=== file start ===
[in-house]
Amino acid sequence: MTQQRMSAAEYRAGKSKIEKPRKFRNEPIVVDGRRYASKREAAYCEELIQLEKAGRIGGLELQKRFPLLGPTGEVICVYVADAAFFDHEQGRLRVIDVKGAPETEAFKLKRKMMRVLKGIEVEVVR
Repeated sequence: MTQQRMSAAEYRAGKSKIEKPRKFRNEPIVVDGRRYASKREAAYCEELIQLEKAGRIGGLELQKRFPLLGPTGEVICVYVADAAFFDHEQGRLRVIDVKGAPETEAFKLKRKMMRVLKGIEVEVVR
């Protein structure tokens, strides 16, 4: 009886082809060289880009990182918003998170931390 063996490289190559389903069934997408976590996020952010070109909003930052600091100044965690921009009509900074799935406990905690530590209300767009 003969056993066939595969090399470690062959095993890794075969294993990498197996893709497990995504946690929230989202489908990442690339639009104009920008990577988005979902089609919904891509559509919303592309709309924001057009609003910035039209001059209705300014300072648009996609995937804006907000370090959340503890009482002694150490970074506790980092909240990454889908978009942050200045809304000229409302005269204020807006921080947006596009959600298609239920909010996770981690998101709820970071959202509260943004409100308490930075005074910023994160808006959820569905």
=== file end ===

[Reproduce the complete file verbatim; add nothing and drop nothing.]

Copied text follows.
[in-house]
Amino acid sequence: MTQQRMSAAEYRAGKSKIEKPRKFRNEPIVVDGRRYASKREAAYCEELIQLEKAGRIGGLELQKRFPLLGPTGEVICVYVADAAFFDHEQGRLRVIDVKGAPETEAFKLKRKMMRVLKGIEVEVVR
Repeated sequence: MTQQRMSAAEYRAGKSKIEKPRKFRNEPIVVDGRRYASKREAAYCEELIQLEKAGRIGGLELQKRFPLLGPTGEVICVYVADAAFFDHEQGRLRVIDVKGAPETEAFKLKRKMMRVLKGIEVEVVR
């Protein structure tokens, strides 16, 4: 009886082809060289880009990182918003998170931390 063996490289190559389903069934997408976590996020952010070109909003930052600091100044965690921009009509900074799935406990905690530590209300767009 003969056993066939595969090399470690062959095993890794075969294993990498197996893709497990995504946690929230989202489908990442690339639009104009920008990577988005979902089609919904891509559509919303592309709309924001057009609003910035039209001059209705300014300072648009996609995937804006907000370090959340503890009482002694150490970074506790980092909240990454889908978009942050200045809304000229409302005269204020807006921080947006596009959600298609239920909010996770981690998101709820970071959202509260943004409100308490930075005074910023994160808006959820569905």